The Late Release Jeremy Jones snowboard in 2007 was the first to feature The Channel® binding mounting system, a single slot down the center of the board for each foot. When combined with EST snowboard bindings, Channel/EST system riders could experience the closest, most comfortable, and easily adjustable connection to ever see snow.
The Channel innovation was so successful that the 3D hole pattern mounting system was phased out entirely in later years.
This was the very first Channel snowboard, but it doesn't actually work very well with EST bindings. EST bindings didn't come out until a year later and this board was only for use with a Channel "retro-disc" that worked with traditional disc bindings.
Innovation: The first snowboard with The Channel® binding mounting system.
The Late Release Jeremy Jones was actually a "sneak peek” product, and the first full product line to feature The Channel system was the 2008 Uninc snowboards.
15 years after minimizing the 4x4 hole pattern to 3D; Burton did it again. We ditched another bolt and removed all the inserts in the board. The result is infinite stance adjustment options, minimal effect on flex, and the least amount of hardware.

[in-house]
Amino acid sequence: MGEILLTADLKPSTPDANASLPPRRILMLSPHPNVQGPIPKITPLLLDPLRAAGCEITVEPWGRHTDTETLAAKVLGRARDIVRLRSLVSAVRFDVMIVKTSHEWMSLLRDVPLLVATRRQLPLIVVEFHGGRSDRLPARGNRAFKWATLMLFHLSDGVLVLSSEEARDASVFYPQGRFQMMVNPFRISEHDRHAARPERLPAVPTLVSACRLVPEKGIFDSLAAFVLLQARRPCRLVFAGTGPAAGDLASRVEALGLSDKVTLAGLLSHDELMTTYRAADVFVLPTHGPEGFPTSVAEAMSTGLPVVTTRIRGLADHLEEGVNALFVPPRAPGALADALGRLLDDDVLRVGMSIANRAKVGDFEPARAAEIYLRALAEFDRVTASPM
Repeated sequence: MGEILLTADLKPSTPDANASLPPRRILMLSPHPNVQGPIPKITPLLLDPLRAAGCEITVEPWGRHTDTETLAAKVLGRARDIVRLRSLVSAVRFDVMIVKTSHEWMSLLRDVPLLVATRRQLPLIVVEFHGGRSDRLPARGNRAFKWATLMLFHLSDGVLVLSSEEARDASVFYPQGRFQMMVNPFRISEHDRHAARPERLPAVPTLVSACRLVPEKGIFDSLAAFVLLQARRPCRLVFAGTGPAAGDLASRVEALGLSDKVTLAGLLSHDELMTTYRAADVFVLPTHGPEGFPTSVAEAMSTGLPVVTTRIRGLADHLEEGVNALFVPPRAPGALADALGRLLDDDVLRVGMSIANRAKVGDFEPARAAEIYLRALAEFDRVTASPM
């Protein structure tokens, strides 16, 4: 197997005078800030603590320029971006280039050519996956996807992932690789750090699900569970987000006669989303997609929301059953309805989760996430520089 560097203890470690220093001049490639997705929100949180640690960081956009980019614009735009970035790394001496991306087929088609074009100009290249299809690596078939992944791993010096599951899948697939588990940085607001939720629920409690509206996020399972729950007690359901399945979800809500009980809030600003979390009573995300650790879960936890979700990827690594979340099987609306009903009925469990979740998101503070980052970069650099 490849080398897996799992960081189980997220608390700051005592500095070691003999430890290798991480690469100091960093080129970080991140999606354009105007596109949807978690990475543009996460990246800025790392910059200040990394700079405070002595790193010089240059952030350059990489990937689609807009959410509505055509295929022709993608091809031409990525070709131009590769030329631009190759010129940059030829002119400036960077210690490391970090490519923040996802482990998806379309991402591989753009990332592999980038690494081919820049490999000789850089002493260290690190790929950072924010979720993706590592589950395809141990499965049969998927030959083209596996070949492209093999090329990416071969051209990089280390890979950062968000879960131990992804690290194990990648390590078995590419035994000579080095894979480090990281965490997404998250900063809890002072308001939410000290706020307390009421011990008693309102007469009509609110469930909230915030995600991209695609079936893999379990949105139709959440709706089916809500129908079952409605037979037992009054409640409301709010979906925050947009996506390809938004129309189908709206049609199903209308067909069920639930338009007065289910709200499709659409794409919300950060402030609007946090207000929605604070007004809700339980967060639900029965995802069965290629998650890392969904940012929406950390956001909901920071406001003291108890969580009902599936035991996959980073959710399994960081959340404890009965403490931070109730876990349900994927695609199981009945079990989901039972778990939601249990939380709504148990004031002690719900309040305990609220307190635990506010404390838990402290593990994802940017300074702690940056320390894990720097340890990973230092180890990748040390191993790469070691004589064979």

Bonus: Burton Innovation that didn't Work Out
When it comes to innovation, things don’t always work out. But the archives are a great reminder of why the process is important and why we need to keep trying new things and pushing to be better.
The Future of Burton Innovation
In the decades since the early prototypes first slid sideways on snow, Burton innovation has been a primary driver for many key milestones in the evolution and progression of snowboarding. From new materials to new manufacturing processes to new ways of thinking, our engineers worked closely with riders around the world to think outside the box, break stuff, and rebuild it better.
Fast forward to today. Burton innovation continues to push snowboarding. And we will continue to push snowboarding for the next 45 years, and beyond.